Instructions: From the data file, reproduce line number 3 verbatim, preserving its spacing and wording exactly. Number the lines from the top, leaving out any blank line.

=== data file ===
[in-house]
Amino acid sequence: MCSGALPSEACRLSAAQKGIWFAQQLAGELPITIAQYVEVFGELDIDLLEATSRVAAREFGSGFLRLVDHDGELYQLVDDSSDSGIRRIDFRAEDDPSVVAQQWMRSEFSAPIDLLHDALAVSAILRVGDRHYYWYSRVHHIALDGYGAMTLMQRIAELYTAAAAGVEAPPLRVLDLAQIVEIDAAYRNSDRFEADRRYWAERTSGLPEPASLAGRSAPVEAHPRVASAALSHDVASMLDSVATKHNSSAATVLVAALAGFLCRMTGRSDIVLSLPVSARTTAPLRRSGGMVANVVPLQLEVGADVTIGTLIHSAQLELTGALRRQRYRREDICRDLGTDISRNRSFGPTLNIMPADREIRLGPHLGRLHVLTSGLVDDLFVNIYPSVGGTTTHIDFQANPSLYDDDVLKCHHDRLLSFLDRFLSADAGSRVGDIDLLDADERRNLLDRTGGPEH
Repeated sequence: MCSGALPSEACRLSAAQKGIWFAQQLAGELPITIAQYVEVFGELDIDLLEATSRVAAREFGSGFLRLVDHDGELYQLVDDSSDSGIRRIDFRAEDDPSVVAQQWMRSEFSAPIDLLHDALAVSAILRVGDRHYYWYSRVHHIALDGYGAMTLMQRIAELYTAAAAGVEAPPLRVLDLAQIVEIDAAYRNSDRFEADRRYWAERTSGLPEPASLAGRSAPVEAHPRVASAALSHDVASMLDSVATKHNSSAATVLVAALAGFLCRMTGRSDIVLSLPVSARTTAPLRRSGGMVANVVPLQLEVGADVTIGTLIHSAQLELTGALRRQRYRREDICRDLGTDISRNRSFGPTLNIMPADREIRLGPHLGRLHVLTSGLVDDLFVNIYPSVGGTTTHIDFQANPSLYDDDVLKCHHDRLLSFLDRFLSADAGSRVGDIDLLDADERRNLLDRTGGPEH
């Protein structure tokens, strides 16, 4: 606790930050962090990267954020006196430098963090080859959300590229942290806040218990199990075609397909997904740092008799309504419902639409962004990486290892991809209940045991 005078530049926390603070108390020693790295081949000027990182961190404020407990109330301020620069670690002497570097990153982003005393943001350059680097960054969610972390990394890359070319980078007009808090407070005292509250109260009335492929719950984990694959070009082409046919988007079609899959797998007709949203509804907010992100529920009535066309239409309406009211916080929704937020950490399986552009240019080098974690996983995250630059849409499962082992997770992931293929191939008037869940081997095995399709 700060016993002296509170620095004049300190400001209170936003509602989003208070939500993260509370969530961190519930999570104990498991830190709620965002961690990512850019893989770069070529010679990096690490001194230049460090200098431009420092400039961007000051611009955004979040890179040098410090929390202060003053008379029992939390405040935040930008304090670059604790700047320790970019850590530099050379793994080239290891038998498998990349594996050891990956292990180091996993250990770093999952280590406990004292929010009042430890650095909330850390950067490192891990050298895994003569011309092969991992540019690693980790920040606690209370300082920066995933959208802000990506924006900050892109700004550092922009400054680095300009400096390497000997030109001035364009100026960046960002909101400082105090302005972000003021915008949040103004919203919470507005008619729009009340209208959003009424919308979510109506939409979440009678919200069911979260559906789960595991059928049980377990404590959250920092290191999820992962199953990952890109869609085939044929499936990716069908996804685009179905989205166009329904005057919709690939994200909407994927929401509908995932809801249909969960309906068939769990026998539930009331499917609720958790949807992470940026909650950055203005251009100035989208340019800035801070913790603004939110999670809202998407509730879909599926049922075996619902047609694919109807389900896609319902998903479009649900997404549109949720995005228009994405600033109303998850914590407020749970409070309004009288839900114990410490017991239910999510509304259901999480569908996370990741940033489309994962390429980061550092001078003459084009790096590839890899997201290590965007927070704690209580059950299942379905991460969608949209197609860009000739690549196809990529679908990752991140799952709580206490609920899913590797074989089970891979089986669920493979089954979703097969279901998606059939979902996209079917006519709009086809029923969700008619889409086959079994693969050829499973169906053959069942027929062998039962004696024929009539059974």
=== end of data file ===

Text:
Repeated sequence: MCSGALPSEACRLSAAQKGIWFAQQLAGELPITIAQYVEVFGELDIDLLEATSRVAAREFGSGFLRLVDHDGELYQLVDDSSDSGIRRIDFRAEDDPSVVAQQWMRSEFSAPIDLLHDALAVSAILRVGDRHYYWYSRVHHIALDGYGAMTLMQRIAELYTAAAAGVEAPPLRVLDLAQIVEIDAAYRNSDRFEADRRYWAERTSGLPEPASLAGRSAPVEAHPRVASAALSHDVASMLDSVATKHNSSAATVLVAALAGFLCRMTGRSDIVLSLPVSARTTAPLRRSGGMVANVVPLQLEVGADVTIGTLIHSAQLELTGALRRQRYRREDICRDLGTDISRNRSFGPTLNIMPADREIRLGPHLGRLHVLTSGLVDDLFVNIYPSVGGTTTHIDFQANPSLYDDDVLKCHHDRLLSFLDRFLSADAGSRVGDIDLLDADERRNLLDRTGGPEH